Statistics show that Canadian kids (grades 6-12) spend 7 hours and 48 minutes per day in front of screens. Whose fault is this?
Parents are struggling with keeping up, juggling between working at home and out of home. It’s time to change how things work around the house!
Having the kids involved in household chores is not only good for them, but necessary. It’s part of healthy parenting to teach children how to clean, fix, shop and cook. This does not only relieve the amount stress parents feel but it helps children become self-sufficient adults.
It’s too much work to teach them,
I may as well do it myself
as I can do it faster.
89% of parents have said this to themselves at some point, yet most continue to pay for their kids’ cell phone usage, or allow for them to play countless hours on electronic games and watch television, without repercussion.
Help your children understand that they are part of the family – this means they must also do their part for the household to function. No ‘weekly allowance’ should be needed here, as they should also be taught to appreciate the work parents do at home without pay, plus what they already spend on their kids.
If you want it, you must work for it.
Here are some tips for having the ‘chore conversation’ with your kids:
If you spend an hour on electronics a day, you will spend an hour doing chores per day.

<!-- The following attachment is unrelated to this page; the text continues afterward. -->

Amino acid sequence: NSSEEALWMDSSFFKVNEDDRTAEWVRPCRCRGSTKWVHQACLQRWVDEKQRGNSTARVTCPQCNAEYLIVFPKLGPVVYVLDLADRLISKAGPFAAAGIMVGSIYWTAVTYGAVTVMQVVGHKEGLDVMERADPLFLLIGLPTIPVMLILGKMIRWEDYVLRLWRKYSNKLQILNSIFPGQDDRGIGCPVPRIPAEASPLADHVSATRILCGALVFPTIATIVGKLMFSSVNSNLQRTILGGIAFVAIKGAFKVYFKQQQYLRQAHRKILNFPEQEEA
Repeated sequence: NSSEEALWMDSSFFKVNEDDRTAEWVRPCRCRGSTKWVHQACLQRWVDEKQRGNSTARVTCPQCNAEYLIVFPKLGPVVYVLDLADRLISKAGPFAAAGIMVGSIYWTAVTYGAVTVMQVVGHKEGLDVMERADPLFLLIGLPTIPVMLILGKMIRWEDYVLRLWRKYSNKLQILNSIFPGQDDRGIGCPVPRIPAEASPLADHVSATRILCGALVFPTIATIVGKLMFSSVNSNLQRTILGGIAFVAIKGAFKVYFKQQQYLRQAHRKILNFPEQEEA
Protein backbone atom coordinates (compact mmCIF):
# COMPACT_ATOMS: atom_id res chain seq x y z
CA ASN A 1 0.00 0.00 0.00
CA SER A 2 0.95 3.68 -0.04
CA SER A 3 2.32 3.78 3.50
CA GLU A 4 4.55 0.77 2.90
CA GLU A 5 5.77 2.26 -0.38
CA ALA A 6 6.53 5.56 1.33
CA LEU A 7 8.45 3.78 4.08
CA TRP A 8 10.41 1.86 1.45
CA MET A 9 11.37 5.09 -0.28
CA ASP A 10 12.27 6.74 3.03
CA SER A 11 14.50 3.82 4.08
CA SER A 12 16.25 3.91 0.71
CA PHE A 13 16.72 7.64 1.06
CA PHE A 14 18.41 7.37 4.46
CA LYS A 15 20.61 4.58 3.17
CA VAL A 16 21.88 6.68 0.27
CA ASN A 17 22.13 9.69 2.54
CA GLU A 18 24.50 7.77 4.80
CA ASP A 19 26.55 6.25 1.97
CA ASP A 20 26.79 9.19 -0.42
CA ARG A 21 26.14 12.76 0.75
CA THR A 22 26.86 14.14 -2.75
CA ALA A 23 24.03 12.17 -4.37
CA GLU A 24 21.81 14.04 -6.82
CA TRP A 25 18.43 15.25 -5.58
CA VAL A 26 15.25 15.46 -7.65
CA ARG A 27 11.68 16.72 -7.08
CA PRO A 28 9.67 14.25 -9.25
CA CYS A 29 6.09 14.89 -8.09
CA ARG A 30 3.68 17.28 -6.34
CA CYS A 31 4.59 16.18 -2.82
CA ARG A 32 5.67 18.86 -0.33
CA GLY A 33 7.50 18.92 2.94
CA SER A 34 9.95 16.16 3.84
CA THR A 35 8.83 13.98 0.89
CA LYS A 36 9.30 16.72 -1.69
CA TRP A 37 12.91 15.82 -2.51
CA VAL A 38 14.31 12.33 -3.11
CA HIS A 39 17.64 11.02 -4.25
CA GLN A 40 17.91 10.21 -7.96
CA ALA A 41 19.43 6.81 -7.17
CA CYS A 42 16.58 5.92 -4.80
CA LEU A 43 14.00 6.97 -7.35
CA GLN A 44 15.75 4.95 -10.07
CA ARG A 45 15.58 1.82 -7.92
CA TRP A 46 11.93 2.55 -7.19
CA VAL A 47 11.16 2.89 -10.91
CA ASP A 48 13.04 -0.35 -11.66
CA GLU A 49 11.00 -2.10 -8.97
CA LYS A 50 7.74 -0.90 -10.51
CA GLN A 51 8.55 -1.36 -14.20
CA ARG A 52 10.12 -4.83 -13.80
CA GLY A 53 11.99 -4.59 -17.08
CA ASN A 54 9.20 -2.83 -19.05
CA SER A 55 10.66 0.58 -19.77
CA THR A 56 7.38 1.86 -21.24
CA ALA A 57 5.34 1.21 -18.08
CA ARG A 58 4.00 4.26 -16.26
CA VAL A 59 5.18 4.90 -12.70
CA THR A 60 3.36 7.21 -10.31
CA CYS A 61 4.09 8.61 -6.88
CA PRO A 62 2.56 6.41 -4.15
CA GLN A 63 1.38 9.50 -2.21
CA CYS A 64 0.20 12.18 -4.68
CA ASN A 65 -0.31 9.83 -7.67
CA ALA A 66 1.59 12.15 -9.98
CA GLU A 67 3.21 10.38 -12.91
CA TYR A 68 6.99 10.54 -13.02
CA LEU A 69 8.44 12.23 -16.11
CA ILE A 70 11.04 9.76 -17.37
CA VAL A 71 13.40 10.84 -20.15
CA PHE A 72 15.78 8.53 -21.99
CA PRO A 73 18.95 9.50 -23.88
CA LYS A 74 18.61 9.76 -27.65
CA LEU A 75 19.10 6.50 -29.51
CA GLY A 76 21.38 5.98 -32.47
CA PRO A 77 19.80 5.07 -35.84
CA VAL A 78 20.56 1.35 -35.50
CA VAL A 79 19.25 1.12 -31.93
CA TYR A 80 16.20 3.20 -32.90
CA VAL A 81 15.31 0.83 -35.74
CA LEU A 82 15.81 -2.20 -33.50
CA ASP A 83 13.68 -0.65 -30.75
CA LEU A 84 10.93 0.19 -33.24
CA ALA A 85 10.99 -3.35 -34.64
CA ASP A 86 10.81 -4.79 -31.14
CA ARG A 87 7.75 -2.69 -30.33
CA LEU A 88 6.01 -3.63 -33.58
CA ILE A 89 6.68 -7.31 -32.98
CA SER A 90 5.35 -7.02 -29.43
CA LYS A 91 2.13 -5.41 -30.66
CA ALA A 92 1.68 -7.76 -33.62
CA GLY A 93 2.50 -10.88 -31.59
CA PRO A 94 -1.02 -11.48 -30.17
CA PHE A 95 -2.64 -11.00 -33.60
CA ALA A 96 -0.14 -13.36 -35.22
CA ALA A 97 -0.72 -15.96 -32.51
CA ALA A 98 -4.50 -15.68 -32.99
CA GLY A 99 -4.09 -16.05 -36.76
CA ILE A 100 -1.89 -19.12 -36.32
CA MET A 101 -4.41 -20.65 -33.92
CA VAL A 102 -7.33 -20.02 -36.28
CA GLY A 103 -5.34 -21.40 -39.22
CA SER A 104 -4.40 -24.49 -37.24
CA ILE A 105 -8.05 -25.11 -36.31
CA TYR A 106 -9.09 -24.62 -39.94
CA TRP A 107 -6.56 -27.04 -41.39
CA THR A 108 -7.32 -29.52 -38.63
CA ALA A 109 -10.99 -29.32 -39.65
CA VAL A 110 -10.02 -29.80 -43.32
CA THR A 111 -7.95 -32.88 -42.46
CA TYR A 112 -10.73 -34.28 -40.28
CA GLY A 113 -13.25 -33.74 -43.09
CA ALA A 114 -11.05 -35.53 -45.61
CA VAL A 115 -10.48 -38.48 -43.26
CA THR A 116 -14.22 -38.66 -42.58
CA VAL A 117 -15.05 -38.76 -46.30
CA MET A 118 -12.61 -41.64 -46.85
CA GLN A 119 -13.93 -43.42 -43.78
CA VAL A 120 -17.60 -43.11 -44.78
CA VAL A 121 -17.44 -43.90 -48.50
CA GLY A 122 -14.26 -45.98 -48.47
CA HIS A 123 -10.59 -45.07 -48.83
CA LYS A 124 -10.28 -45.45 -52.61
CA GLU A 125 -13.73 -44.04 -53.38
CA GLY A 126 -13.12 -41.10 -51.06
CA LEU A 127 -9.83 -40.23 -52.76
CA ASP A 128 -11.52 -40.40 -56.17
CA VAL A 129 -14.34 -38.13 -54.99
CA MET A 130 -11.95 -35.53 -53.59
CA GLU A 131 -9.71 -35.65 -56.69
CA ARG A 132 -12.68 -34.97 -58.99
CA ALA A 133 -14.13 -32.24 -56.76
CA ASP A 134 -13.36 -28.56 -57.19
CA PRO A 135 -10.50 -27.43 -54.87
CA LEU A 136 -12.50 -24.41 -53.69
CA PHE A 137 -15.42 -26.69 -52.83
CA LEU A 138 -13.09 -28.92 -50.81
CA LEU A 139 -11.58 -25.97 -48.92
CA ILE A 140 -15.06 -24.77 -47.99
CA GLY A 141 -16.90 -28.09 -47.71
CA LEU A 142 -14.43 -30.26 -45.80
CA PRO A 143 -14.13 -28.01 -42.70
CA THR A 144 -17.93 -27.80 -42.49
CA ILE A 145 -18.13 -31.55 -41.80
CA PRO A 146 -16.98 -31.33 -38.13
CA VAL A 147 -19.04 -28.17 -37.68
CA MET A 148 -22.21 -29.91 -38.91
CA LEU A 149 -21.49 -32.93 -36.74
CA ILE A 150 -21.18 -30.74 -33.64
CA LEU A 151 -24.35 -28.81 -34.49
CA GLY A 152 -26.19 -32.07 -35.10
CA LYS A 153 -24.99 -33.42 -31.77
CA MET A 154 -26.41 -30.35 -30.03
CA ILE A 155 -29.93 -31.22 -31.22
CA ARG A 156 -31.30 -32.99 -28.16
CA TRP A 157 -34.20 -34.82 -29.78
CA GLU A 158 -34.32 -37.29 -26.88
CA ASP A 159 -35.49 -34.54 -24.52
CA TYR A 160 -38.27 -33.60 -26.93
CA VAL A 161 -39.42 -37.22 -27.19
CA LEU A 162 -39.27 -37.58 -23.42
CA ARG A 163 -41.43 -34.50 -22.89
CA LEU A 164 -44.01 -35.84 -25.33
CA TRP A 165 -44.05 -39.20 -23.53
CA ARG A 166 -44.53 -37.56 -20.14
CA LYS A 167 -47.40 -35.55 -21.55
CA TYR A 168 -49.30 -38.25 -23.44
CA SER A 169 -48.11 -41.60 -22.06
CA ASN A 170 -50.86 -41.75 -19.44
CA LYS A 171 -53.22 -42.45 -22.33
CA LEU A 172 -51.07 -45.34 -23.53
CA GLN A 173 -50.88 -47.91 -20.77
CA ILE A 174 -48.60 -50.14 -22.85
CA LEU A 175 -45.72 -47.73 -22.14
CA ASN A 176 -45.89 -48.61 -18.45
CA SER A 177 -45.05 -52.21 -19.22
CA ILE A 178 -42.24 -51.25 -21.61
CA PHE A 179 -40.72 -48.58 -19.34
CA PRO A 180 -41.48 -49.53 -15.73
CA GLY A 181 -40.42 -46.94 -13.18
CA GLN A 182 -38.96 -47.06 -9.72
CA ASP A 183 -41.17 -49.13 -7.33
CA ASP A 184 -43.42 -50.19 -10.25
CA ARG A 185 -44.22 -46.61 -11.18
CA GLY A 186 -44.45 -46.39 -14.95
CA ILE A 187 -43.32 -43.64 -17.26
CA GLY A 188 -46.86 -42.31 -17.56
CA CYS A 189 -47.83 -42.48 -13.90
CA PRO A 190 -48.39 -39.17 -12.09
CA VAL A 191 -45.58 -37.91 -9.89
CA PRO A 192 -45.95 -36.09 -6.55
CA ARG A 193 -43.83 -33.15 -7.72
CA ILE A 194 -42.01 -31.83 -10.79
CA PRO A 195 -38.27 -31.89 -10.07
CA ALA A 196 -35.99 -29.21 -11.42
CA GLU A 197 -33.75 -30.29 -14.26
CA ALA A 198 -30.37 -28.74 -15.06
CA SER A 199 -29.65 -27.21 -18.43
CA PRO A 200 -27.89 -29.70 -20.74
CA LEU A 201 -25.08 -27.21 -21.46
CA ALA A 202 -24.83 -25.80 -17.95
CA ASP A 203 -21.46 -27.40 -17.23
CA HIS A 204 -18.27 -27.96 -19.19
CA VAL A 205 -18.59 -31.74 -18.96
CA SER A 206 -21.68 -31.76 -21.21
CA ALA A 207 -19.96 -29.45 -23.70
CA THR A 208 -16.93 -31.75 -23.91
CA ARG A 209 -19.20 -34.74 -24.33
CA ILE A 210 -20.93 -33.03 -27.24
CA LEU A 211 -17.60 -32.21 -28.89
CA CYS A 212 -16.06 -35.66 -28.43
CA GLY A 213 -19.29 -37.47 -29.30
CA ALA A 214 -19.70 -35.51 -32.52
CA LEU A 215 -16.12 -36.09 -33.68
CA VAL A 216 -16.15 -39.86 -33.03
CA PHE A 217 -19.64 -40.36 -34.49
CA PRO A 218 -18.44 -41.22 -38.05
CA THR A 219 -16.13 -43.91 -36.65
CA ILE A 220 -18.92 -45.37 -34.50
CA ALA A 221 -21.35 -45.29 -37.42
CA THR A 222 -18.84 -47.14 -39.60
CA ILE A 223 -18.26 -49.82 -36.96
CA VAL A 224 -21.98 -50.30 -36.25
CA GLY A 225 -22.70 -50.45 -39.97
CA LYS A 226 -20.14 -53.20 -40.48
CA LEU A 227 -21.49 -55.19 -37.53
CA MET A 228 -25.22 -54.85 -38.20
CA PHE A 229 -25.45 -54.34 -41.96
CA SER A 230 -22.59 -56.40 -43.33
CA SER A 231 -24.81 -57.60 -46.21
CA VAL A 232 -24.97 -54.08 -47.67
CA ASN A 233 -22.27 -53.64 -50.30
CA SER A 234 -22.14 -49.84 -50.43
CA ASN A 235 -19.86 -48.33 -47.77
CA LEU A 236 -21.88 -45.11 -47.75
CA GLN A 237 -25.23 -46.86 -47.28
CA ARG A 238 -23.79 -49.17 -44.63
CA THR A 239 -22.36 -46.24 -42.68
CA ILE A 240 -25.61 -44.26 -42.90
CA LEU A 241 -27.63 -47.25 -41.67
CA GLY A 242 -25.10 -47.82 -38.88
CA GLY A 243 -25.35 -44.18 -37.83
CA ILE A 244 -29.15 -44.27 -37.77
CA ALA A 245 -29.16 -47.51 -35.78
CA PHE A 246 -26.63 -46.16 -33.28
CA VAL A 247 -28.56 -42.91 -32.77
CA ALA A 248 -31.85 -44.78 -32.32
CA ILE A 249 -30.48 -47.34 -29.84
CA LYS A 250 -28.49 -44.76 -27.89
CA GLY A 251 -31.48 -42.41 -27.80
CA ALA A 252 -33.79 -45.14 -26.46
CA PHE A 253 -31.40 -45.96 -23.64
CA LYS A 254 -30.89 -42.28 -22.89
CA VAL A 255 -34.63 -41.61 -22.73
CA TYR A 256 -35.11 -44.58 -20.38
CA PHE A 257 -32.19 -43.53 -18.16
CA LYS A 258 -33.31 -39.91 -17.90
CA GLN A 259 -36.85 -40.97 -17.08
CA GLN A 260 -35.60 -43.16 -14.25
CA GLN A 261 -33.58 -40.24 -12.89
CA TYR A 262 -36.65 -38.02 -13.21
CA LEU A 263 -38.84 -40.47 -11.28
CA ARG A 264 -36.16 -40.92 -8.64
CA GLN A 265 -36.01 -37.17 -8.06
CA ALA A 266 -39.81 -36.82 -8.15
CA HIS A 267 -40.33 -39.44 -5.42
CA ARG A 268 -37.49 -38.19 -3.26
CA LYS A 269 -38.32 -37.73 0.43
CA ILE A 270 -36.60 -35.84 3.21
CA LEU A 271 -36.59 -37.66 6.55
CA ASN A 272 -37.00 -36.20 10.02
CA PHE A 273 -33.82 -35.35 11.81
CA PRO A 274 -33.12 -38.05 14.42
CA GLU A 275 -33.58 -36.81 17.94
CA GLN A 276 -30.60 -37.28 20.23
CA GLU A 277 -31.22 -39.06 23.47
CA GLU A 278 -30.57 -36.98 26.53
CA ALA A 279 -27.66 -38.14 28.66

If you want the WiFi password, you will have to complete your chores
Aside from your daily chores (cleaning bedroom, lunch bag, putting toys away, etc.), here’s a list of ‘special chores’ which you must complete before Friday, in order to have a weekend free of chores.
I want to spend some more time with you; if you help me do some of these chores we can do that (or go out, etc.)
The Special Chore list (dependent upon age/maturity level)
Clean the doggy-do outside
Fold cleaned laundry/pair socks
Plan and make one meal per week (great for teenagers, meal can be easy)
Water the plants/fill with fresh soil
Empty dishwasher (take turns with other kids at home)
Make one big list and have kids pick the chore they’re most comfortable with. Then make a chart. And be sure you take time to spend with them after, rather than taking on more work! •